SPRINGFIELD, Ill. – Camping remains one of the best ways to get away from daily routines while practicing social distancing. Portable generators offer some comforts of home, whether your camping adventure includes tents or recreational vehicles.
“There are steps you can take to keep yourself and your family safe when enjoying some time outside while using a generator,” explains Erin Hollinshead, University of Illinois Extension Safe Electricity executive director and director of the Energy Education Council. “An easy step is to take a carbon monoxide detector with you.”
Mount the detector permanently inside the vehicle and check it regularly. If a rental vehicle doesn't have a detector, bring one with you.
Practice these safety tips while using portable generators:
- Inspect the RV chassis and generator exhaust system regularly and before each outing, after bottoming out, or after any other incident that could cause damage.
- Inspect the RV for openings in the floor or sidewalls. Seal any holes with silicone adhesive before using the generator.
- Inspect windows, door seals, and weather strips to ensure they are properly sealed.
- Do not operate the generator if the exhaust system is damaged in any way or if an unusual noise is present.
- Park the RV so the exhaust may easily dissipate away from the vehicle. Do not park next to high grass or weeds, snow banks, buildings, or other obstructions that might prevent exhaust gases from dissipating properly.
- Be vigilant in monitoring wind shifts that may cause exhaust to blow away from the coach one moment and under the coach the next.
- When stopping for long periods of time, be aware of other vehicles nearby, such as tractor-trailers at rest stops, that may have their engines and refrigerators running.
- Do not sleep with the generator operating.
- Leave a roof vent open anytime the generator is running, even during the winter.
"If you do not feel well, do not be fooled into thinking that it is because you have been driving too long, ate too much, or are suffering from motion sickness," Hollinshead says. "Shut off the generator and step outside for some fresh air."
Tent camping doesn't mean one is unaffected by carbon monoxide. Many modern tents are air tight and if you are operating a generator nearby, the fumes can get trapped inside and the consequences could be dire, Hollinshead says.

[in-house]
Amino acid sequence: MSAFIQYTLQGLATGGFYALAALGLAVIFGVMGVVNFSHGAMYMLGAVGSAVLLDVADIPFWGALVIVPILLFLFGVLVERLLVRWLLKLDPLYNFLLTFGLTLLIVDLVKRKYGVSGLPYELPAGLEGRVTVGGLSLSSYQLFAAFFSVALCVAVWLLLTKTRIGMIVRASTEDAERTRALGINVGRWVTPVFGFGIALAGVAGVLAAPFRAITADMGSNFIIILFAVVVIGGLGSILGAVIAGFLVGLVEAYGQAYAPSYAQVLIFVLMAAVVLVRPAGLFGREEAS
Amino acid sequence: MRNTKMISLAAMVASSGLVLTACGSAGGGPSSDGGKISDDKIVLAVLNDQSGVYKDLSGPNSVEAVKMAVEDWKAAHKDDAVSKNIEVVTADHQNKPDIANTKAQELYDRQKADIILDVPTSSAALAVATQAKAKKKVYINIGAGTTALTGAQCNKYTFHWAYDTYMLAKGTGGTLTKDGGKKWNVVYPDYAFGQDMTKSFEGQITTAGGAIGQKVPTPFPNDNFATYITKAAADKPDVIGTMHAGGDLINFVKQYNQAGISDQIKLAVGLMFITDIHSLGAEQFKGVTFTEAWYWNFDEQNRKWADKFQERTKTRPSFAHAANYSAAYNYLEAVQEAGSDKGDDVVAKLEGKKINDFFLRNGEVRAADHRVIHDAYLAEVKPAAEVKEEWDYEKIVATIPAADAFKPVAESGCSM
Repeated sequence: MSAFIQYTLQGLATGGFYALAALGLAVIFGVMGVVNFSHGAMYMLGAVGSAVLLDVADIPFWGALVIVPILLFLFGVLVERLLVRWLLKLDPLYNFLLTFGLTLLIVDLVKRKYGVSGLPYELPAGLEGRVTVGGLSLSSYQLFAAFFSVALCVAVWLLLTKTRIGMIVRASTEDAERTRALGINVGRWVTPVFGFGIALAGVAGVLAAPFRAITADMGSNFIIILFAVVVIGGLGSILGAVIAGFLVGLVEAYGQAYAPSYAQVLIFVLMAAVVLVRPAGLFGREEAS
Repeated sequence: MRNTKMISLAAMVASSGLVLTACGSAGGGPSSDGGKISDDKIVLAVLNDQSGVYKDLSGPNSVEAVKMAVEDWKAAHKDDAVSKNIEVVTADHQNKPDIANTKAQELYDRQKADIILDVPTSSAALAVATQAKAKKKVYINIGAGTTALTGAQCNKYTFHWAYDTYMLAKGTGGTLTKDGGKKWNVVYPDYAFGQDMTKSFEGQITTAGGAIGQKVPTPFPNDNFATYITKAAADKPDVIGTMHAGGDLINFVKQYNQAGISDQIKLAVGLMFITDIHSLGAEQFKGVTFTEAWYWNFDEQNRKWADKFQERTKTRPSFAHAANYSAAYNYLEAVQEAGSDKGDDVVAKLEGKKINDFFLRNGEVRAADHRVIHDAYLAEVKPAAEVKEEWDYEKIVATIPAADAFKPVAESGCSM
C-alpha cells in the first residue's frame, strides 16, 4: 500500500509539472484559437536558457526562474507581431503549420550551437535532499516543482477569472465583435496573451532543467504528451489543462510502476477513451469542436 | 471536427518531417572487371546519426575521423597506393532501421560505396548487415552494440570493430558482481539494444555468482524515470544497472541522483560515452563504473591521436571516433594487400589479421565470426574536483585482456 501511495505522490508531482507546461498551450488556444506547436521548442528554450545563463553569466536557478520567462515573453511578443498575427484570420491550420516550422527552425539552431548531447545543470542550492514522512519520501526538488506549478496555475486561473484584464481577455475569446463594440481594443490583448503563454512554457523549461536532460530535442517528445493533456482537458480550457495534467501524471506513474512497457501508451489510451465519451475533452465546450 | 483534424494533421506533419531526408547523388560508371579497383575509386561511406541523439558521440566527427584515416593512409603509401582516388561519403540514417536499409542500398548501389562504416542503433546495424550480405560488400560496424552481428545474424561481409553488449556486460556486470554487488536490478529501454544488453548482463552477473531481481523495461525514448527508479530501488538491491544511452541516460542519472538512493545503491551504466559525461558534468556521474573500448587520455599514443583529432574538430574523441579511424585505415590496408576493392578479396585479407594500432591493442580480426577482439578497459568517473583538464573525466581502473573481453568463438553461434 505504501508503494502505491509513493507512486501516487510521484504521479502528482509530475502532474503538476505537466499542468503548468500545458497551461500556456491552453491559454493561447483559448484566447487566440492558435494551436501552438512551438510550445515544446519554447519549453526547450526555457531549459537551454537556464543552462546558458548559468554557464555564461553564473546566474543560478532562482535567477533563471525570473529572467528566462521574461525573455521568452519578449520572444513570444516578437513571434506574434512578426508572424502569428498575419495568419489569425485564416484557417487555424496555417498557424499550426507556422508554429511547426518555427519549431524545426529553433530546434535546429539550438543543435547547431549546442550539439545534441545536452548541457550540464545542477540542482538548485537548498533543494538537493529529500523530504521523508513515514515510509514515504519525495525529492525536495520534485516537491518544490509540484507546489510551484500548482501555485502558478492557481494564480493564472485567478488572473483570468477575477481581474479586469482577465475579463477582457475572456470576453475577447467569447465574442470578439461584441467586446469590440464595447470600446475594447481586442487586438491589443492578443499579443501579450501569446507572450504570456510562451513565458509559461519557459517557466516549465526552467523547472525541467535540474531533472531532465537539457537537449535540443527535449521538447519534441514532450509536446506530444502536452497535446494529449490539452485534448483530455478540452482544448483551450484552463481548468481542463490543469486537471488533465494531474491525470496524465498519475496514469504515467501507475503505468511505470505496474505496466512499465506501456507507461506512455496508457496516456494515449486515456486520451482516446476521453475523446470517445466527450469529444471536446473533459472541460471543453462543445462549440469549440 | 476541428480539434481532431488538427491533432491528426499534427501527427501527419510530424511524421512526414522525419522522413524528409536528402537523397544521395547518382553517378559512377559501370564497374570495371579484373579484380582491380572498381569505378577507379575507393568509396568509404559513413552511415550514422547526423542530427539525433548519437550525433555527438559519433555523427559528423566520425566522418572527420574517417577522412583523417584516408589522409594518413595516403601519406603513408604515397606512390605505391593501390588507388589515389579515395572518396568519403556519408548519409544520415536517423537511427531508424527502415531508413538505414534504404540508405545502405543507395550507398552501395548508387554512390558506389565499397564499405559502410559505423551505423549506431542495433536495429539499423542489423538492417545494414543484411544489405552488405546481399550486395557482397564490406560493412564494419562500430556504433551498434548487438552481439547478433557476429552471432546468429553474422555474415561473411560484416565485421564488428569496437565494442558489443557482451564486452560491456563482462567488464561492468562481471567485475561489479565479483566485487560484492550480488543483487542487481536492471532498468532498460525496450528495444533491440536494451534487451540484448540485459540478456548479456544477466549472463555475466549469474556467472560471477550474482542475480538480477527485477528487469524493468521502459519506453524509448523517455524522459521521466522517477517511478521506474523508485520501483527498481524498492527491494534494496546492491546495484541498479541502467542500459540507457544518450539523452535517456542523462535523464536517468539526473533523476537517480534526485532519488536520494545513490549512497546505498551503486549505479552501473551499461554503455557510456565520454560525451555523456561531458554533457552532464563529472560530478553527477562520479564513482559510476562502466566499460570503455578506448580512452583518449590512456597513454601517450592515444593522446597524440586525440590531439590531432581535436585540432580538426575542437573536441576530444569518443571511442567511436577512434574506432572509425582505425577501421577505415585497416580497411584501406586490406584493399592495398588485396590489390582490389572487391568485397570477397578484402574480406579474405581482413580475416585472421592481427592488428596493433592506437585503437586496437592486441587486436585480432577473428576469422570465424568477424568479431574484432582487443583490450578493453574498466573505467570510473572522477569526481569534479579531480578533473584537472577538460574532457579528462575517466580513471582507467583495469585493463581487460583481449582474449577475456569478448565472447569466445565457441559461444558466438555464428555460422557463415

The Mayo Clinic lists symptoms of carbon monoxide poisoning: a dull headache (the most common early symptom), weakness, dizziness, nausea, vomiting, chest pain, confusion, irritability, impaired judgment, and loss of consciousness. Get fresh air immediately and seek medical attention, Hollinshead says.
For more information on staying safe around generators and electricity, visit SafeElectricity.org.
SOURCE: Erin Hollinshead, Executive Director, Safe Electricity
ABOUT EXTENSION: Illinois Extension leads public outreach for the University of Illinois by translating research into action plans that allow Illinois families, businesses, and communities to solve problems, make informed decisions, and adapt to changes and opportunities.
ABOUT SAFE ELECTRICITY: Safe Electricity is the award-winning, public awareness program of the Energy Education Council, a 501(c) 3 (not-for-profit organization) established in 1952 on the campus of the University of Illinois at Urbana-Champaign. With offices located in Springfield, Ill., Safe Electricity operates under the University of Illinois Extension and is led by the EEC Board of Directors. Since the Safe Electricity program was created in 2001, it has provided thousands safety-minded resources to its more than 500 utility members from across the country to help save lives and reduce injuries.